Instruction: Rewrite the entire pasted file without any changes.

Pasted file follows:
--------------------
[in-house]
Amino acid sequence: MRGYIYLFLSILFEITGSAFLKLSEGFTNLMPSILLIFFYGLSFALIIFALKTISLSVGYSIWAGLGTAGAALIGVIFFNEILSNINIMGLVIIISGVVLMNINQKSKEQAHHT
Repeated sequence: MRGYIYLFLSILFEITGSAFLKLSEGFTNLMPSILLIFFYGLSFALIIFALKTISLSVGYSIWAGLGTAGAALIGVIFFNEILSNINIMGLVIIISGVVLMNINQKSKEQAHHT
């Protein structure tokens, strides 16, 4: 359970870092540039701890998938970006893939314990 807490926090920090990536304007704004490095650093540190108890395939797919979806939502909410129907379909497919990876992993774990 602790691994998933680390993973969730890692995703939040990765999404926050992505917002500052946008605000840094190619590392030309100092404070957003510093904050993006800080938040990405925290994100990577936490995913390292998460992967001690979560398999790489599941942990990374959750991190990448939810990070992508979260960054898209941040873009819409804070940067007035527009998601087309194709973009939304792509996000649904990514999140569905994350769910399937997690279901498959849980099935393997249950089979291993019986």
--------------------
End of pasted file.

[in-house]
Amino acid sequence: MRGYIYLFLSILFEITGSAFLKLSEGFTNLMPSILLIFFYGLSFALIIFALKTISLSVGYSIWAGLGTAGAALIGVIFFNEILSNINIMGLVIIISGVVLMNINQKSKEQAHHT
Repeated sequence: MRGYIYLFLSILFEITGSAFLKLSEGFTNLMPSILLIFFYGLSFALIIFALKTISLSVGYSIWAGLGTAGAALIGVIFFNEILSNINIMGLVIIISGVVLMNINQKSKEQAHHT
């Protein structure tokens, strides 16, 4: 359970870092540039701890998938970006893939314990 807490926090920090990536304007704004490095650093540190108890395939797919979806939502909410129907379909497919990876992993774990 602790691994998933680390993973969730890692995703939040990765999404926050992505917002500052946008605000840094190619590392030309100092404070957003510093904050993006800080938040990405925290994100990577936490995913390292998460992967001690979560398999790489599941942990990374959750991190990448939810990070992508979260960054898209941040873009819409804070940067007035527009998601087309194709973009939304792509996000649904990514999140569905994350769910399937997690279901498959849980099935393997249950089979291993019986």